Autumn Budget 2017 – How Will Contractors be Affected?

The Budget 2017 was delivered by Philip Hammond on the 22nd of November, the first budget announce in Autumn in 20 years. The Spring budget has been replaced by a Spring Statement, which will take place for the first time in 2018.

This change means that the tax system will be reviewed just once a year rather than twice, giving contractors and employers plenty of time to adjust to the new tax year beginning in April.

How the Budget 2017 Affects Contractors

The Construction Industry Scheme

The government pinpointed construction industry VAT fraud in this year’s budget and has taken steps to prevent abuse.

Outlined by the Chancellor is a shift in responsibility for paying VAT along the supply chain, removing the opportunity for money to be siphoned off.

Instead of taking legislative measures to prevent fraud, this VAT “reverse charge” will come into effect from the 1st of October 2019, giving those in the Construction Industry Scheme (CIS) plenty of time to prepare themselves.

Security Deposit Legislation

Additionally, the government is planning on expanding existing security deposit legislation to corporation tax and CIS deductions. These changes are set to be legislated in the Finance Bill 2018-19, and are to take effect from the 6th of April 2019.

The security deposit legislation is designed to ensure the collection of debt in cases of insolvency.

Construction Skills

Finally, the government has announced support to the construction industry, promising to provide £34 million to scale-up training across the country. This is part of an initiative to build more affordable housing, for which the government has set aside a further £2 billion, taking the budget up to £9.1 billion.

Construction skills are also going to become the focus for the National Retraining Scheme, and an additional £170 million of investment is set to be funnelled through the Industrial Strategy Challenge Fund. Likely leading to an increase in contractors engaged in the CIS.

The Private Sector

The Autumn Budget also provided key points for the private contractor industry. Despite strong suggestions that the government was going to come down hard on those that fall within IR35, having reformed off-payroll working rules in the public sector in April 2017, IR35 only got a passing mention in the 2017 Budget.

Early indications post-reform have shown an increase in compliance, which means the government is now thinking of rolling out changes to the private sector too. However, the government does not feel ready to implement reform on the private sector just yet, and are awaiting the findings of a report set to be published in 2018.

If the government does decide to extend off-payroll working rules to the private sector, we can expect to see:

  • The responsibility for judging a private sector contractors’ IR35 status passed to the company or organisation. (As opposed to the contractor themselves.)
  • This will likely lead to more contractors ensnared by IR35 rules.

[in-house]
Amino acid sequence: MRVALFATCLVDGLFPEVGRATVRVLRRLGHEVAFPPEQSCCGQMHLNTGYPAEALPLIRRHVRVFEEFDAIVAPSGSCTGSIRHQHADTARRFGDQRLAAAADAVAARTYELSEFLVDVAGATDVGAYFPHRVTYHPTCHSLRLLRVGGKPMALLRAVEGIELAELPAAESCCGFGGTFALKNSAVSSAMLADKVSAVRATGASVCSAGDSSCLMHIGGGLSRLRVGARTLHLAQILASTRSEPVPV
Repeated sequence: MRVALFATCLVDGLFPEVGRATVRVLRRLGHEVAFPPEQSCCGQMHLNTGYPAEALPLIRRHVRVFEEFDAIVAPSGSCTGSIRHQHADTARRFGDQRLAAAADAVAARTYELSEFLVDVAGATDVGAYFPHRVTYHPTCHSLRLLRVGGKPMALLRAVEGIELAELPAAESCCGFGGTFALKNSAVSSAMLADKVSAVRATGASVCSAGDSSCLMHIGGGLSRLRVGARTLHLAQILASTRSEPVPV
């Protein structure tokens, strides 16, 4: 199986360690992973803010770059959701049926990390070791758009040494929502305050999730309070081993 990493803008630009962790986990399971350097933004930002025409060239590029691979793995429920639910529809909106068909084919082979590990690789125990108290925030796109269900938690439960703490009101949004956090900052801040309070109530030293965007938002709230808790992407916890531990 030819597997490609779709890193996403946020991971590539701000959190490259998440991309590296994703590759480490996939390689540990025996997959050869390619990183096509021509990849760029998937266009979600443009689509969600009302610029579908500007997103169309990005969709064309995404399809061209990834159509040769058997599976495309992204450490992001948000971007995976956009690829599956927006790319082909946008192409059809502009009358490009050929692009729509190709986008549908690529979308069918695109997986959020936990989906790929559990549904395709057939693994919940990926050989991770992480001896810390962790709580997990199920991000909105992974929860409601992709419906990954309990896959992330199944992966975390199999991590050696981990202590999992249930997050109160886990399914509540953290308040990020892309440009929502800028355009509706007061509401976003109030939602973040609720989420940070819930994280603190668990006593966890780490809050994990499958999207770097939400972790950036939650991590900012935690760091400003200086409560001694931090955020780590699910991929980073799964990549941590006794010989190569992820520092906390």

This will mean you will see a change in your payment situation. And you will need to look at taking action if you are being paid through the following:

  • Your own Limited company / Personal service company (PSC).
  • You are paid your gross pay as you are registered as self employed.
  • You are paid through a loan scheme company.

Budget 2017: Main Highlights for Umbrella Contractors

Increases in Allowances & Wages

The government have rather conservatively increased the tax-free Personal Allowance from £11,500 to £11,850.

On top of this, the 40% tax band will be moved up from £45,001 to £46,350. This will benefit the average taxpayer by £1,000 a year according to Philip Hammond.

National Living Wage

Following recommendations from independent body, the Low Pay Commission, the government is to increase the national living wage by 4.4% from £7.50 to £7.83 from April 2018. For those paid the national living wage full time this equates to a pay rise of £600 per year.

National Minimum Wages 2018

The following are the increases in national minimum wages in the UK from 2017 to 2018:

  • 21-24 year olds from £7.05 to £7.38 per hour (4.7%)
  • 18-20 year olds from £5.60 to £5.90 per hour (5.4%)
  • 16-17 year olds from £4.05 to £4.20 per hour (3.7%)
  • apprentices from £3.50 to £3.70 per hour (5.7%)

Tax Receipts

In an aim to reduce paperwork for employers, contractors will no longer need to present receipts from April 2019. Instead you will be reimbursed using benchmark ‘scale rates’. Whilst this will mean a streamlining of the expenses process, budgets will tend to be on the more frugal side.

See here for more on scale rate payments.

All in all, the next tax year is looking pretty favourable for contractors, with rises in the national living wages and national minimum wages. That’s as well as an increase in the personal tax allowance and the 40% tax bracket. In all likelihood this will translate to more take-home pay across the board.

With private sector IR35 seemingly delayed until the 2019-20 tax year, planning for these changes isn’t a necessity right now, but is certainly advisable.

Have any questions about how the Budget 2017 will affect you? At PPS pay we’re more than just a payroll company. We’re here to help. Call one of our team today to find out more!

2017-12-14T18:22:51+00:00 December 14th, 2017|News|0 Comments

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